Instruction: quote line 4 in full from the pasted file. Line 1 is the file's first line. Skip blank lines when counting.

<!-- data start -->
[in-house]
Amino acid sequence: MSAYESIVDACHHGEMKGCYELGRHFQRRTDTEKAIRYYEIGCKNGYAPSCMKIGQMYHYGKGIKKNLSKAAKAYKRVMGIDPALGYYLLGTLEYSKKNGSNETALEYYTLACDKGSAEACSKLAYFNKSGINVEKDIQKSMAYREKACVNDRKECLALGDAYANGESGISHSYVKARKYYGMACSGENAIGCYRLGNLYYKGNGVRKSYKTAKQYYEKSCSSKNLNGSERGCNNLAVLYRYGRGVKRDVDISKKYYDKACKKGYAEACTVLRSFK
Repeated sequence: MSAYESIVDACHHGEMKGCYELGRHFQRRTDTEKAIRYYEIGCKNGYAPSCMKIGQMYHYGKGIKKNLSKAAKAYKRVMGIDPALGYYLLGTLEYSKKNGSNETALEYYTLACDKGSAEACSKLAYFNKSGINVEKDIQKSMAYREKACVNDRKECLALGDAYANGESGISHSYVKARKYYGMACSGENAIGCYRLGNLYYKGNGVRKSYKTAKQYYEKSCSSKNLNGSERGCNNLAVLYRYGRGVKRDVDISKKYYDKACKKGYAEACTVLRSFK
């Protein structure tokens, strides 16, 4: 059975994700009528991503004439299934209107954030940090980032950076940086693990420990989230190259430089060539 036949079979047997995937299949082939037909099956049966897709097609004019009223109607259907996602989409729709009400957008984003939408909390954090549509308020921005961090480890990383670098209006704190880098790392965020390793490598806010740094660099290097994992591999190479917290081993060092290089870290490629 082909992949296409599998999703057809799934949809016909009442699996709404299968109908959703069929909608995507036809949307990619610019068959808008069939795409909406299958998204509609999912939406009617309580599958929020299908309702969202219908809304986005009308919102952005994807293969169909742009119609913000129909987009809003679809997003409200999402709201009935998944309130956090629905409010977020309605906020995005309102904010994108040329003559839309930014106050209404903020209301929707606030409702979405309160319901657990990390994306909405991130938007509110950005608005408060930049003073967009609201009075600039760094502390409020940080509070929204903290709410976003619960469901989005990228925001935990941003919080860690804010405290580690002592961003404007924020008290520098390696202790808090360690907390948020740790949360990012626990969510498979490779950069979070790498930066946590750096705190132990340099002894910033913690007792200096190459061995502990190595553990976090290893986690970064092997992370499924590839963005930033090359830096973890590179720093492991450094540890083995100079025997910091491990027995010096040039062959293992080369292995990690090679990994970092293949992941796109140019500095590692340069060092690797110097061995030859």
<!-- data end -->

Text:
């Protein structure tokens, strides 16, 4: 059975994700009528991503004439299934209107954030940090980032950076940086693990420990989230190259430089060539 036949079979047997995937299949082939037909099956049966897709097609004019009223109607259907996602989409729709009400957008984003939408909390954090549509308020921005961090480890990383670098209006704190880098790392965020390793490598806010740094660099290097994992591999190479917290081993060092290089870290490629 082909992949296409599998999703057809799934949809016909009442699996709404299968109908959703069929909608995507036809949307990619610019068959808008069939795409909406299958998204509609999912939406009617309580599958929020299908309702969202219908809304986005009308919102952005994807293969169909742009119609913000129909987009809003679809997003409200999402709201009935998944309130956090629905409010977020309605906020995005309102904010994108040329003559839309930014106050209404903020209301929707606030409702979405309160319901657990990390994306909405991130938007509110950005608005408060930049003073967009609201009075600039760094502390409020940080509070929204903290709410976003619960469901989005990228925001935990941003919080860690804010405290580690002592961003404007924020008290520098390696202790808090360690907390948020740790949360990012626990969510498979490779950069979070790498930066946590750096705190132990340099002894910033913690007792200096190459061995502990190595553990976090290893986690970064092997992370499924590839963005930033090359830096973890590179720093492991450094540890083995100079025997910091491990027995010096040039062959293992080369292995990690090679990994970092293949992941796109140019500095590692340069060092690797110097061995030859």